“Our research shows that over the spring, many early years settings were forced to close due to rising covid rates and a lack of demand from families for places. It is now highly likely that these problems will intensify over the summer.

“With high turnover in the workforce due to increasingly demanding jobs and low pay, those settings that do make it through this period of uncertainty will face further challenges in maintaining and hiring quality staff who are able to support children’s vital early education. 

“We need to see greater recognition from the government of this highly precarious situation for the early years sector in the form of additional financial support, with funding rates for providers set at pre-pandemic levels.”
 
Purnima Tanuku OBE, Chief Executive of National Day Nurseries Association (NDNA), said: “Although the spring to early summer period has seen much lower community transmission of the virus, this report shows that there was still a lot of upheaval and uncertainty within the early years sectors across all three nations.

“It’s important to note that this survey was completed before the numbers of cases began to rise in childcare settings from June onwards. In April and May about 100 nurseries in England were giving notifications of cases per week – worryingly the latest data from late June shows a jump to 643 notifications. This in turn leads to room and even full nursery closures and many nurseries are struggling to find enough staff to remain open.

“There are still a lot of nursery practitioners on the furlough scheme and as attendance levels start to reverse, it’s easy to see how this is fast becoming another crisis point for both working families and childcare providers.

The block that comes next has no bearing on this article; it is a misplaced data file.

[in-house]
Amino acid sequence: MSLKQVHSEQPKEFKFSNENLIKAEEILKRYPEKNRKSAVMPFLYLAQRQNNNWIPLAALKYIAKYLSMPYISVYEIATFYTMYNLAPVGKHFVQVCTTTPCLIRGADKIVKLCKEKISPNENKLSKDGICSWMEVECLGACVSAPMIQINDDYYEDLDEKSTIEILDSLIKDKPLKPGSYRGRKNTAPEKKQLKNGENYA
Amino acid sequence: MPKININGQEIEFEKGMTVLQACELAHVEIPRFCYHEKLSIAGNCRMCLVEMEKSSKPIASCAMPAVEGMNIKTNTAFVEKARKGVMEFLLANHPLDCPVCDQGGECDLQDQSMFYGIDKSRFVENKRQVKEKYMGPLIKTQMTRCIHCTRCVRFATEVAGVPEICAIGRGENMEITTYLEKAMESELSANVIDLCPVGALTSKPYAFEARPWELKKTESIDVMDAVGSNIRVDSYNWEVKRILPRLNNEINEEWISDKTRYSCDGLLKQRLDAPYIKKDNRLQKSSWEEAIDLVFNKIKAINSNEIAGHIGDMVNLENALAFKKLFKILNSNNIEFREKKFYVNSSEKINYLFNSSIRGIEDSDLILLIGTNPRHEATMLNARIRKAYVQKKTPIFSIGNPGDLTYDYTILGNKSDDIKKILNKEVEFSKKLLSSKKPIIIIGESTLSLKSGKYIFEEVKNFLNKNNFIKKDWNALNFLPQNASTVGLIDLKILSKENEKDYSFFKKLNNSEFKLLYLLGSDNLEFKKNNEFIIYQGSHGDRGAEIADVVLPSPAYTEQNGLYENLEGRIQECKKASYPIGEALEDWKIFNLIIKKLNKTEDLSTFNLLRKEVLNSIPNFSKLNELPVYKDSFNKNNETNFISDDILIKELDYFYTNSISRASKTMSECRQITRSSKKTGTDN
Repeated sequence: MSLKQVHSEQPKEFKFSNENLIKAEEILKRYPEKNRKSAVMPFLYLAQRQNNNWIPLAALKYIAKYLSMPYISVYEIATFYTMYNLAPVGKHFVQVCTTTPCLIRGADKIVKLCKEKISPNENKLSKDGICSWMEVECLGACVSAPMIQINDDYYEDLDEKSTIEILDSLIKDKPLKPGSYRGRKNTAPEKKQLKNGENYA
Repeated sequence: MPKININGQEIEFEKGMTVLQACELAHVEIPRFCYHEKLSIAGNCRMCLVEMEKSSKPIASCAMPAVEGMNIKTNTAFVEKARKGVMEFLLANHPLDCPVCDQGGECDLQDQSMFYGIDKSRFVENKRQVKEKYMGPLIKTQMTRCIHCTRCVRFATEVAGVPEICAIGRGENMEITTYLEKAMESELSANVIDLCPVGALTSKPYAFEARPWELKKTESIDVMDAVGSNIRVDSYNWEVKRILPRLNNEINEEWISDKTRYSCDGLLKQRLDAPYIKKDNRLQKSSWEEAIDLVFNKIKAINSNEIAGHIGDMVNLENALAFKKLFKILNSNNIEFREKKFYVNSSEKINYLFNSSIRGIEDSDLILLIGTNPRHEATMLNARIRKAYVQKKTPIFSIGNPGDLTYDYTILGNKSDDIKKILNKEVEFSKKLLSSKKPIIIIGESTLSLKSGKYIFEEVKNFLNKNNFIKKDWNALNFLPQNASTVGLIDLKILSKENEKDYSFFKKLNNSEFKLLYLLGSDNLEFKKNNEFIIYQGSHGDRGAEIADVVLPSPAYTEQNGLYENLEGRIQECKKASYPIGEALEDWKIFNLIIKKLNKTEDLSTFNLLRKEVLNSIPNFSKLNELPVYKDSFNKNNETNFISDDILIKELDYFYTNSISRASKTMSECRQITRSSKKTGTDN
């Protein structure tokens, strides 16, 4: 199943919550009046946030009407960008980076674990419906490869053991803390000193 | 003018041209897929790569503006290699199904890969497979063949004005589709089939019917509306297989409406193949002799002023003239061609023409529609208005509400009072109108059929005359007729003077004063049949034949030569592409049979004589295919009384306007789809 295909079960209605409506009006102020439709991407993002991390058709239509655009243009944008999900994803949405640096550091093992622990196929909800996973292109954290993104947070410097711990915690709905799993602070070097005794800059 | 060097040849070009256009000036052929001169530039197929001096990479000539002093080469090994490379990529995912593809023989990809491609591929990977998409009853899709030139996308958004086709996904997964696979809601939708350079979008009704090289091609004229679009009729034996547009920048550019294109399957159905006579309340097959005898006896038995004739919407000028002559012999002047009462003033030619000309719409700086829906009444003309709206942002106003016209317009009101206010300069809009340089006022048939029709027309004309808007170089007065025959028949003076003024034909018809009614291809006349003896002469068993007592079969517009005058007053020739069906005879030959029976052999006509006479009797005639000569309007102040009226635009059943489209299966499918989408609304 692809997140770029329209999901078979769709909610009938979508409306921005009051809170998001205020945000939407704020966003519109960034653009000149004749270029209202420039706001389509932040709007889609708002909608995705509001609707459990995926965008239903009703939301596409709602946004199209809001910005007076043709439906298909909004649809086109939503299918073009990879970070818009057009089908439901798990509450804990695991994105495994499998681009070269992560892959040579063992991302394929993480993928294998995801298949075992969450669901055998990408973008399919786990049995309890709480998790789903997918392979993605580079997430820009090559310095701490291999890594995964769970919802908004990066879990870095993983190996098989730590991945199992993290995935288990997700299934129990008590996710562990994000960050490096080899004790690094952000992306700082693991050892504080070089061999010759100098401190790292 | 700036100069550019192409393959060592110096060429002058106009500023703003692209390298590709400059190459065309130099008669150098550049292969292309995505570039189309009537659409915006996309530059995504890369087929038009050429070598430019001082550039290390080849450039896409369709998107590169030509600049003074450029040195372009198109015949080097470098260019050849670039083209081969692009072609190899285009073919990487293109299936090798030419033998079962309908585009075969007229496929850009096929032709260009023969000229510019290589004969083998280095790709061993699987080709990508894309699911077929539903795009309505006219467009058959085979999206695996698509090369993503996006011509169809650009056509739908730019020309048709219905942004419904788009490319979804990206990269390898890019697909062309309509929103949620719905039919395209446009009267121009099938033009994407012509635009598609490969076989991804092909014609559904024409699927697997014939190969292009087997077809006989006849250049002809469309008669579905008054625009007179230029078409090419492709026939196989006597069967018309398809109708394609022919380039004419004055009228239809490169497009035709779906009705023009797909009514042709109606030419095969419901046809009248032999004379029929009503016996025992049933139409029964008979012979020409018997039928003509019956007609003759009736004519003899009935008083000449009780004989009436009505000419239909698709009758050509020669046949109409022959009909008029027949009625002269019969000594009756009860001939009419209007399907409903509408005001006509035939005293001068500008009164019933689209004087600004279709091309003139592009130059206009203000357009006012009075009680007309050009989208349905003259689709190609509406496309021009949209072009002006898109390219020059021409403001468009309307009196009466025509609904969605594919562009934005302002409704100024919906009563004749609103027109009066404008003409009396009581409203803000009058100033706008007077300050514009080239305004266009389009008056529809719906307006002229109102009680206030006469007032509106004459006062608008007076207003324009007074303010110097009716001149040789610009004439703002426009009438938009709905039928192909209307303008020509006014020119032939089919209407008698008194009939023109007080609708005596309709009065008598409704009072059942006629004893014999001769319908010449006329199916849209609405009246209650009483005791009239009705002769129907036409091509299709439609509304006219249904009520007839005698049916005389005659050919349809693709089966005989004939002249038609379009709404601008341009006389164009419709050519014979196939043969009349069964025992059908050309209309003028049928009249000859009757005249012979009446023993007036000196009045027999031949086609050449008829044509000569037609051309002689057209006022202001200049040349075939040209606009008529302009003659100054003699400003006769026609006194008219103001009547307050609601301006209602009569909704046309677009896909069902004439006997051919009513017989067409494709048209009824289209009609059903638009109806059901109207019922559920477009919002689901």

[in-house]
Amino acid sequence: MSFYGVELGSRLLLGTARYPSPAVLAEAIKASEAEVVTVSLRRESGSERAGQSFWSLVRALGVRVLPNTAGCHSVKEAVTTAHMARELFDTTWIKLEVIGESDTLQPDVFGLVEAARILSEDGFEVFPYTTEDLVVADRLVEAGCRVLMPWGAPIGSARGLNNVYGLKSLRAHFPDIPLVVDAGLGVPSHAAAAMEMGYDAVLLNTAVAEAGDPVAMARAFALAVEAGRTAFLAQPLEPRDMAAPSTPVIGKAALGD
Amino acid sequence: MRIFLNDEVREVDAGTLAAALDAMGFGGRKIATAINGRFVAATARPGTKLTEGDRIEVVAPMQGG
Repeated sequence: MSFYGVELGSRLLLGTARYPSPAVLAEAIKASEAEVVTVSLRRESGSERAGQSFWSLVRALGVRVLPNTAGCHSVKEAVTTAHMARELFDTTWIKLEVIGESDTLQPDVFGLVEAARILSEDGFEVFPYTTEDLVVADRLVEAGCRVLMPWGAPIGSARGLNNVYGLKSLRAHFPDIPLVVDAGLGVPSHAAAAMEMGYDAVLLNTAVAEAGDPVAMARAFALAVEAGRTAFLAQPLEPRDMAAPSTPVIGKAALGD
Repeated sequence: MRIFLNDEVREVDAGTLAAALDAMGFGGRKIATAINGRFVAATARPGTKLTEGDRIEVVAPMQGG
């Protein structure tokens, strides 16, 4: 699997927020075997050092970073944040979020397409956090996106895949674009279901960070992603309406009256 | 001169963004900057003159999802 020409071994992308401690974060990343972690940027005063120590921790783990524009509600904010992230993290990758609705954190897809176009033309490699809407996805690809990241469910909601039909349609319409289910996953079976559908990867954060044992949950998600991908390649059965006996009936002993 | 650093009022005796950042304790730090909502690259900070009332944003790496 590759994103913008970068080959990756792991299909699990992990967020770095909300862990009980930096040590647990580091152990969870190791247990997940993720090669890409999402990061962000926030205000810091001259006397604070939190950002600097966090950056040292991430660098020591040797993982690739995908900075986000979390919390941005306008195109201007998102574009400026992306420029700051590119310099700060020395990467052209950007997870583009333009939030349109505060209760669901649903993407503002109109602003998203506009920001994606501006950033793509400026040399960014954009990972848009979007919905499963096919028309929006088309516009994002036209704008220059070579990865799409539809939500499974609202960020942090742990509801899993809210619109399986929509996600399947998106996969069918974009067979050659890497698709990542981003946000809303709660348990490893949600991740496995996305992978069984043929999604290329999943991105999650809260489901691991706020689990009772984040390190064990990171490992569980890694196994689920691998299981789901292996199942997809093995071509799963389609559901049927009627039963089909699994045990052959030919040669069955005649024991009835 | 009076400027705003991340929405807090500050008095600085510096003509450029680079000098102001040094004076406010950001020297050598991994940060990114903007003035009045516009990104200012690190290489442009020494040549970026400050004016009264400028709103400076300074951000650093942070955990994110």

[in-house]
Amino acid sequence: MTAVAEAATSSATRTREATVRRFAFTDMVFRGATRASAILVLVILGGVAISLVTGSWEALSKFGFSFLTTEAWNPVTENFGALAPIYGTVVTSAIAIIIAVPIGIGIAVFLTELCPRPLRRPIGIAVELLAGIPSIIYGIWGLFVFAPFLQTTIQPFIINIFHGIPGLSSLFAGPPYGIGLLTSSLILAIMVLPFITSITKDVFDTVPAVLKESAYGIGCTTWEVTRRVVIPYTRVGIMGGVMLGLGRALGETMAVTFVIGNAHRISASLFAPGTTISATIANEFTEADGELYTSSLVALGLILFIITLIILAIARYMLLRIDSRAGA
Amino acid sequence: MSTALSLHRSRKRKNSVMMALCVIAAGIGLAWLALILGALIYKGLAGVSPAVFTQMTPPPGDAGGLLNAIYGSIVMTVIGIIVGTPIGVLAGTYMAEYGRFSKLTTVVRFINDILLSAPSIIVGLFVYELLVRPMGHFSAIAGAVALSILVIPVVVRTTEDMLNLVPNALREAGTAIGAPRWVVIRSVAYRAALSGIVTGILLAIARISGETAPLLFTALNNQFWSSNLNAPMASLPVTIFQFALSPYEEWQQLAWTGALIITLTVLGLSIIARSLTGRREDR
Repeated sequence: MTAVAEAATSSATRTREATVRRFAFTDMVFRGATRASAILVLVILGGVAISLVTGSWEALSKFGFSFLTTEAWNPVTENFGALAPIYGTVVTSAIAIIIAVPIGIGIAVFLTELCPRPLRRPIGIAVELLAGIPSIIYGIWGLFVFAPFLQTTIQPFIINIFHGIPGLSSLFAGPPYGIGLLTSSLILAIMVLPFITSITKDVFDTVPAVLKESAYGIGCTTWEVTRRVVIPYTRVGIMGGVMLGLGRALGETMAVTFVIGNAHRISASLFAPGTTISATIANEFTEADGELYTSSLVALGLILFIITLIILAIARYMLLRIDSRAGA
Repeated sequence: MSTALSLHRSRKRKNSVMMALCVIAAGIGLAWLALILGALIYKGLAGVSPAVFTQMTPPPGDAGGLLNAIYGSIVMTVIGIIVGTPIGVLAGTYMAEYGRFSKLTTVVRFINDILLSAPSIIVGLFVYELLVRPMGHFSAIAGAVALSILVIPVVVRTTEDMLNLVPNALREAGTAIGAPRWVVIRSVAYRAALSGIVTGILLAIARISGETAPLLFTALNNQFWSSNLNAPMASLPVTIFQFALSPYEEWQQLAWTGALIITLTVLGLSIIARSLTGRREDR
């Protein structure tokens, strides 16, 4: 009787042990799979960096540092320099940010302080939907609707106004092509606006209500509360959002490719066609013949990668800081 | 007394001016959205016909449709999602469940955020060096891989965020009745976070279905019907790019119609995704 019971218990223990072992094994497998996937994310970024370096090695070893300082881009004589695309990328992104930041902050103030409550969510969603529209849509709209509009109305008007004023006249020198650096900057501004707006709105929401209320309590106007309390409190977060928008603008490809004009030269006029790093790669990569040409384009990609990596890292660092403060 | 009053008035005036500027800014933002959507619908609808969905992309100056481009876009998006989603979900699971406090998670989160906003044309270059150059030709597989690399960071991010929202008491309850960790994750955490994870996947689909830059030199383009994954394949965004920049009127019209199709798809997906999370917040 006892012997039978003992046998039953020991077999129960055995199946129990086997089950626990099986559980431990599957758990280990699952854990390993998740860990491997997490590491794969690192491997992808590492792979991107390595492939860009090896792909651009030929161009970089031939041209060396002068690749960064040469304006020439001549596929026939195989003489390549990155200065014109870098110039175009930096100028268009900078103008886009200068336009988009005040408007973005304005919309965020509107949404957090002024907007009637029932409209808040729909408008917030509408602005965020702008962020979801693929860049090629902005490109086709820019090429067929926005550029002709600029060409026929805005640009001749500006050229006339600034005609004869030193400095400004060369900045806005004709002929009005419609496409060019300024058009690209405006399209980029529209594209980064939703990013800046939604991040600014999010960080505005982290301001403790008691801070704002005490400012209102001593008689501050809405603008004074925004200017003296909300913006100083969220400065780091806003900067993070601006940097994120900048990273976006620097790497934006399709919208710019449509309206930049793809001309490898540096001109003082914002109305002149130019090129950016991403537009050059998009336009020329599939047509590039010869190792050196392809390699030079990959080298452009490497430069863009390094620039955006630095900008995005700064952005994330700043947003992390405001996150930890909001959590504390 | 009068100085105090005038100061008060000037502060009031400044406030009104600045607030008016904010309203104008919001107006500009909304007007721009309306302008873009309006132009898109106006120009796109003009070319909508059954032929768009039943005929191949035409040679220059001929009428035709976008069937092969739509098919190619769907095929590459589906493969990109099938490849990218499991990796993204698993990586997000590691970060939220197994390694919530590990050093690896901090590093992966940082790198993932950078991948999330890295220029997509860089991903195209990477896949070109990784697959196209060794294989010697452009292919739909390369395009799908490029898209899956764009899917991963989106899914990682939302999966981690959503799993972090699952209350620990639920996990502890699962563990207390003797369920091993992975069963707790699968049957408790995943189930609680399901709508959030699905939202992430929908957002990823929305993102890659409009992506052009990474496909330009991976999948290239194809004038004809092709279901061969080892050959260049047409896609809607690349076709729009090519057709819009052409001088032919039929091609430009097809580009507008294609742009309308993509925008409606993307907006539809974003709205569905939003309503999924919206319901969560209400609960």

“More and more staff are leaving the sector, many disillusioned at the way they have been treated by their governments and worn down by the stresses of the last 18 months.

“Our recent nursery closures report shows that thousands more young children are missing out as a third more nurseries have been forced to close permanently. Governments must invest urgently to save the childcare sector while the alarm bells are ringing rather than wait until the ship has sunk. The sector which has been so vital to the Covid effort is in turmoil and needs a lifeline now.”

Key findings from the report


Up to four in ten early years settings closed between March and May this year
  • Survey findings from 344 early years settings across England, Wales and Scotland show that 25% of settings had to partially close between the months of March and May, while 12% of settings were forced to fully close. This means that in total, around up to four in ten (37%) settings faced closures over the spring period
  • When asked the reasons for closures, a majority of early years settings (53%) cited staff members or children self-isolating, 15% cited insufficient demand for places, while the remainder cited other reasons
  • It is highly likely that increased isolation from rising infections will contribute towards further closures over the summer period. Some settings already reported that the notification of cases of a positive Covid test doubled between the last week of May and the first week of June.